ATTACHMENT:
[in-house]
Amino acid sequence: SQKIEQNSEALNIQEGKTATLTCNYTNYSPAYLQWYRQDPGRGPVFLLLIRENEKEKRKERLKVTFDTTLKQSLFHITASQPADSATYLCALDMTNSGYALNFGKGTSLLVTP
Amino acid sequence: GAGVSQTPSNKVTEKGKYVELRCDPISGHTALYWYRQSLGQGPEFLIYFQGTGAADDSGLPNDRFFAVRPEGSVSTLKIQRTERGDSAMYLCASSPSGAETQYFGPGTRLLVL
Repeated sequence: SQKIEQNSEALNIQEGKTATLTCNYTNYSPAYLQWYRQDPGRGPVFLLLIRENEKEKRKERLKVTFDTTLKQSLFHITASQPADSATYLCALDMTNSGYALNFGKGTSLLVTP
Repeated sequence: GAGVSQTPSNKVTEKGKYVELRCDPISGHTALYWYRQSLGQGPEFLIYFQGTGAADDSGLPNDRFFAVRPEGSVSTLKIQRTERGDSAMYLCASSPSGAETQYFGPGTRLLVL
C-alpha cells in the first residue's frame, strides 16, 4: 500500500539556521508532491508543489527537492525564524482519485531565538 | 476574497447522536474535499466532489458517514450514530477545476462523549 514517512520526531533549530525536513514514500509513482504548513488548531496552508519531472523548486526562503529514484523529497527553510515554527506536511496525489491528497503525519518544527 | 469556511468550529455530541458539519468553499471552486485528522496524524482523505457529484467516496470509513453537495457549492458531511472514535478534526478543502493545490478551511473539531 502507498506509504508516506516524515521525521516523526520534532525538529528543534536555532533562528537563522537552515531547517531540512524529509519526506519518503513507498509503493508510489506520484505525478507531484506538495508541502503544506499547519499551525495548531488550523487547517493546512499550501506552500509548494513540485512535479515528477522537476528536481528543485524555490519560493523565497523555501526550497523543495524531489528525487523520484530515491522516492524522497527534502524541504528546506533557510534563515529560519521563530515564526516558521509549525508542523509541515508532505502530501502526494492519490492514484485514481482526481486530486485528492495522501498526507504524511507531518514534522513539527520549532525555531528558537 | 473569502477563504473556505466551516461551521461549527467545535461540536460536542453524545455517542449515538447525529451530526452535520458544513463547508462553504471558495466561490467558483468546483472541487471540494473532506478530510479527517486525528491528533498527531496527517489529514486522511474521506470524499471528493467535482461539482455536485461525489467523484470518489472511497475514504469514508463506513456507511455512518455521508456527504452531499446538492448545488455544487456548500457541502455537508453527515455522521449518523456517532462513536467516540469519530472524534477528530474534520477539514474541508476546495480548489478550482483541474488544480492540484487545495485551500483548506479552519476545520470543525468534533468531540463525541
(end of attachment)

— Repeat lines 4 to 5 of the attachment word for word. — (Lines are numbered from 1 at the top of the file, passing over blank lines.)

Repeated sequence: SQKIEQNSEALNIQEGKTATLTCNYTNYSPAYLQWYRQDPGRGPVFLLLIRENEKEKRKERLKVTFDTTLKQSLFHITASQPADSATYLCALDMTNSGYALNFGKGTSLLVTP
Repeated sequence: GAGVSQTPSNKVTEKGKYVELRCDPISGHTALYWYRQSLGQGPEFLIYFQGTGAADDSGLPNDRFFAVRPEGSVSTLKIQRTERGDSAMYLCASSPSGAETQYFGPGTRLLVL